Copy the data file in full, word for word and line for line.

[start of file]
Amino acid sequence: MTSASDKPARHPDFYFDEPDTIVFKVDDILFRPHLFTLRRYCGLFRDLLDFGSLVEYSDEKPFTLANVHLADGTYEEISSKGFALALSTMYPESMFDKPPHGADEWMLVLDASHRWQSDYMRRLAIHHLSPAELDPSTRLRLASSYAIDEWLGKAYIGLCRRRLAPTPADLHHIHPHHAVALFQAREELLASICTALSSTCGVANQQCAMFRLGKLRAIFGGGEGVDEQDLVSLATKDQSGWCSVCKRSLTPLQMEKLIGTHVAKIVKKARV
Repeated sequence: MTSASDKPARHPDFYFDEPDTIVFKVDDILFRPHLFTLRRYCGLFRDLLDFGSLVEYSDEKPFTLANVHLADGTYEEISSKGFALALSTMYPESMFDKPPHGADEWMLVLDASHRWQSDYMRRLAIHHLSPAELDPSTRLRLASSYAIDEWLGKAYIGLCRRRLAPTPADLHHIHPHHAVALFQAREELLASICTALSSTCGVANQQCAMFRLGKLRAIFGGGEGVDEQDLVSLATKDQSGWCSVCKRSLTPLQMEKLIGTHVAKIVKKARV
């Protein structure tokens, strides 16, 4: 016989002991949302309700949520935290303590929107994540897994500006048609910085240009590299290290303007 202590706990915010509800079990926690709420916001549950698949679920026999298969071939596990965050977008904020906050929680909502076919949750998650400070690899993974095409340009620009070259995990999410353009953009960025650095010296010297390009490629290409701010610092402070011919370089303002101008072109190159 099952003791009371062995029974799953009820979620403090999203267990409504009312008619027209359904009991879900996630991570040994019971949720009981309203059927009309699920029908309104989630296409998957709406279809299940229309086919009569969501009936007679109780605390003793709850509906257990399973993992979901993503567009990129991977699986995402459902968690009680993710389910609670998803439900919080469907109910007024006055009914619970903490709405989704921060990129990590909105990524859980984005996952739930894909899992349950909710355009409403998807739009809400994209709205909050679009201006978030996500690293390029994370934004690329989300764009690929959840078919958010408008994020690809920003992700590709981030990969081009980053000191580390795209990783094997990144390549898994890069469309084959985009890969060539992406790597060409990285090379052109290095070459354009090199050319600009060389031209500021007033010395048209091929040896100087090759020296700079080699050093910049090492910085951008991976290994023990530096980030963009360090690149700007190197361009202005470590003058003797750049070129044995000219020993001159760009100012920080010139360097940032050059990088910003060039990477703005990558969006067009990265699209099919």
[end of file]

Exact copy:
Amino acid sequence: MTSASDKPARHPDFYFDEPDTIVFKVDDILFRPHLFTLRRYCGLFRDLLDFGSLVEYSDEKPFTLANVHLADGTYEEISSKGFALALSTMYPESMFDKPPHGADEWMLVLDASHRWQSDYMRRLAIHHLSPAELDPSTRLRLASSYAIDEWLGKAYIGLCRRRLAPTPADLHHIHPHHAVALFQAREELLASICTALSSTCGVANQQCAMFRLGKLRAIFGGGEGVDEQDLVSLATKDQSGWCSVCKRSLTPLQMEKLIGTHVAKIVKKARV
Repeated sequence: MTSASDKPARHPDFYFDEPDTIVFKVDDILFRPHLFTLRRYCGLFRDLLDFGSLVEYSDEKPFTLANVHLADGTYEEISSKGFALALSTMYPESMFDKPPHGADEWMLVLDASHRWQSDYMRRLAIHHLSPAELDPSTRLRLASSYAIDEWLGKAYIGLCRRRLAPTPADLHHIHPHHAVALFQAREELLASICTALSSTCGVANQQCAMFRLGKLRAIFGGGEGVDEQDLVSLATKDQSGWCSVCKRSLTPLQMEKLIGTHVAKIVKKARV
């Protein structure tokens, strides 16, 4: 016989002991949302309700949520935290303590929107994540897994500006048609910085240009590299290290303007 202590706990915010509800079990926690709420916001549950698949679920026999298969071939596990965050977008904020906050929680909502076919949750998650400070690899993974095409340009620009070259995990999410353009953009960025650095010296010297390009490629290409701010610092402070011919370089303002101008072109190159 099952003791009371062995029974799953009820979620403090999203267990409504009312008619027209359904009991879900996630991570040994019971949720009981309203059927009309699920029908309104989630296409998957709406279809299940229309086919009569969501009936007679109780605390003793709850509906257990399973993992979901993503567009990129991977699986995402459902968690009680993710389910609670998803439900919080469907109910007024006055009914619970903490709405989704921060990129990590909105990524859980984005996952739930894909899992349950909710355009409403998807739009809400994209709205909050679009201006978030996500690293390029994370934004690329989300764009690929959840078919958010408008994020690809920003992700590709981030990969081009980053000191580390795209990783094997990144390549898994890069469309084959985009890969060539992406790597060409990285090379052109290095070459354009090199050319600009060389031209500021007033010395048209091929040896100087090759020296700079080699050093910049090492910085951008991976290994023990530096980030963009360090690149700007190197361009202005470590003058003797750049070129044995000219020993001159760009100012920080010139360097940032050059990088910003060039990477703005990558969006067009990265699209099919």